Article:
Dental Bonding: Eligibility, Procedure, Risk, and Care

Dental Bonding: Eligibility, Procedure, Risk, and Care

May 07, 2021

Thanks to advancements in dental technology, you don’t have to live with a damaged tooth for the rest of your life. Whether your tooth is discolored or chipped, you have a variety of cosmetic treatments to choose from. For instance, you can opt for dental fillings, crowns, or dental bonding.

Compared to dental procedures such as veneers, dental bonding is considerably less expensive. If you’re considering dental bonding, you should consult with your dentist to determine if this procedure is right for you. Beverly Dental Group offers excellent cosmetic dental bonding treatment.

Who’s a Good Candidate for Dental Bonding?

Not everyone is eligible for dental bonding. You should visit your dentist for a dental examination to determine whether you’re eligible. Your dentist will examine your oral health to ensure that dental bonding is suitable for you.

Your dentist may advise against dental bonding if your tooth is seriously damaged, either with chips or cracks. For such a condition, a dental crown can serve you better. Below are some of the most common dental issues that can be addressed by dental bonding.

  • Chipped/Cracked Teeth -The dentist can place composite resin in the chipped or cracked area to restore the tooth’s shape and appearance.
  • Short /Small Teeth – The dentist can apply composite resin on the tooth’s surface to increase its length.
  • Discolored Teeth – The dentist can apply a natural-looking resin to hide stubborn stains and discoloration that can’t be corrected with teeth whitening techniques.
  • Teeth Gaps – Resin can be applied to the insides of the teeth to close undesired teeth gaps.

If it’s done well, nobody besides you and your dentist should be able to tell you’ve had a dental bonding. The results are natural if you choose a resin that matches the color of your surrounding teeth.

During Bonding Procedure

If your dentist confirms that dental bonding is suitable for you, they will guide you through the treatment. This may include what to expect during and after the procedure, preparation, costs, and associated risks, among other details.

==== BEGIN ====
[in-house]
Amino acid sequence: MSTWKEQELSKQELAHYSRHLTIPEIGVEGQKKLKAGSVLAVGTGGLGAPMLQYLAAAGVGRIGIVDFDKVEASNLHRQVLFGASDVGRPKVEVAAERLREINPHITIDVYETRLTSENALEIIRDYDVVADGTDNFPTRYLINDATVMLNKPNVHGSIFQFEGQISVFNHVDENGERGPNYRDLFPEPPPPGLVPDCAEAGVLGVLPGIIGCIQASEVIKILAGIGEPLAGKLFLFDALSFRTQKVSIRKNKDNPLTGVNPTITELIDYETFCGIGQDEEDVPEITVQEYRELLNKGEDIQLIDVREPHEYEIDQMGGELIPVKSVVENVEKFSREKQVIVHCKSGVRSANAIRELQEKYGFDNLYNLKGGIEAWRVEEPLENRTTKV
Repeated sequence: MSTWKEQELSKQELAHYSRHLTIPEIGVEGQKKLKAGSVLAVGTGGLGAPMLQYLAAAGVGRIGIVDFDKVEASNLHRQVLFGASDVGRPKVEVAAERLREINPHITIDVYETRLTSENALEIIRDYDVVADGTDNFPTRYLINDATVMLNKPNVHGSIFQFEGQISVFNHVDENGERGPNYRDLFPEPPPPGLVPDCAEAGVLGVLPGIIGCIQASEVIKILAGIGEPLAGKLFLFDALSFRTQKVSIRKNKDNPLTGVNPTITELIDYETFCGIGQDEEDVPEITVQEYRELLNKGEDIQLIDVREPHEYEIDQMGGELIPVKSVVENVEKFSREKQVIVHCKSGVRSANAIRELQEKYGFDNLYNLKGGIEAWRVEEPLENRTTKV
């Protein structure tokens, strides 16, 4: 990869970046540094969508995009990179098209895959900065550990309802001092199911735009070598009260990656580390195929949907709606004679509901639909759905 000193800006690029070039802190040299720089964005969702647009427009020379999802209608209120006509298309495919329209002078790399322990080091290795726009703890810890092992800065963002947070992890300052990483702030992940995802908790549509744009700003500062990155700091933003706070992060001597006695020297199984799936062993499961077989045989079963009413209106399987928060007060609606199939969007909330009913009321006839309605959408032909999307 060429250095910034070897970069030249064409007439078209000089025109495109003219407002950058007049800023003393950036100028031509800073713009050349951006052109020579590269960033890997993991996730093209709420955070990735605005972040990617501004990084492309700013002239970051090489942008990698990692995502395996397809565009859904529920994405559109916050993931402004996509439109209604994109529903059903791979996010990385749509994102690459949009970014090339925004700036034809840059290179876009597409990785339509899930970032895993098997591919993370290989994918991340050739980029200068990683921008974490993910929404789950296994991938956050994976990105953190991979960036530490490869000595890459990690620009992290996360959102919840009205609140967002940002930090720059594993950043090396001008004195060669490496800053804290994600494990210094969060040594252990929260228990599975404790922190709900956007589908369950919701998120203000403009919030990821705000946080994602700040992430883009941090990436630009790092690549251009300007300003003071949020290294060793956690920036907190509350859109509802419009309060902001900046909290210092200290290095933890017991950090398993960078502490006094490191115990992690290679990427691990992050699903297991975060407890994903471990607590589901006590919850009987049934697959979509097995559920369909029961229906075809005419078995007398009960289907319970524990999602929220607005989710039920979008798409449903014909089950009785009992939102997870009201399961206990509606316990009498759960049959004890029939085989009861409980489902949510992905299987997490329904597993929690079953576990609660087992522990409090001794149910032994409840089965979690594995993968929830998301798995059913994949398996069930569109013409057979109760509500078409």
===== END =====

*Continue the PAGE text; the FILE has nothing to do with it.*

Afterward, you’ll be given a later date to come in for the procedure. Luckily, dental bonding is performed in a single appointment. Here is what to expect for a dental bonding procedure:

  • The dentist begins the treatment by cleaning the teeth and the surrounding area to prepare you for the procedure.
  • The dentist then roughens the damaged teeth to allow the resin to bond easily with the teeth.
  • The dentist then applies a tooth-colored composite resin to the damaged teeth.
  • The dentist will mold the resin to reshape or fill in the chips or cracks.
  • To harden the resin, the dentist uses a special blue light.
  • Your dentist may ask you to perform a few dental tests, such as biting, to check if the resin is comfortable.
  • Your dentist will then smoothen and polish the bonded tooth to give it a natural appearance.

After the treatment, the dentist may schedule another appointment to review the progress of your bonding. You’ll also be given a few aftercare tips on how to care for your new dental bonding. These include:

  • Avoid smoking and colored drinks such as coffee, soda, and tea as they could stain the bonding material. Once the resin has been stained or discolored, it can’t be whitened like your natural teeth. It will only leave behind a dull and grey appearance, which will affect your smile.
  • Brush your teeth regularly, about 2 – 3 times a day.
  • Floss daily.
  • Don’t use your teeth to bite nails or cut things off.
  • Avoid hard and sticky foods such as nuts and candy.
  • Schedule regular visits to your dentists for professional examination and cleaning.
  • Eat healthily and stay hydrated.

How Long Does Dental Bonding Last?

With proper oral care and practices, dental bonding can last for about 4-8 years. Other factors that could affect your bonding’s durability include the location of the bonded tooth, your eating habits, your bite, and your overall oral health.

Risks of Teeth Bonding

Since composite resin isn’t as strong as natural teeth, it’s possible that it may chip or crack. If this happens or the bonding develops rough edges, contact your dentist immediately. Dental bonding can easily be repaired.

Schedule your Appointment Today

If you’re considering dental bonding treatment for your chipped or damaged tooth, contact Beverly Dental Group today to schedule your appointment.

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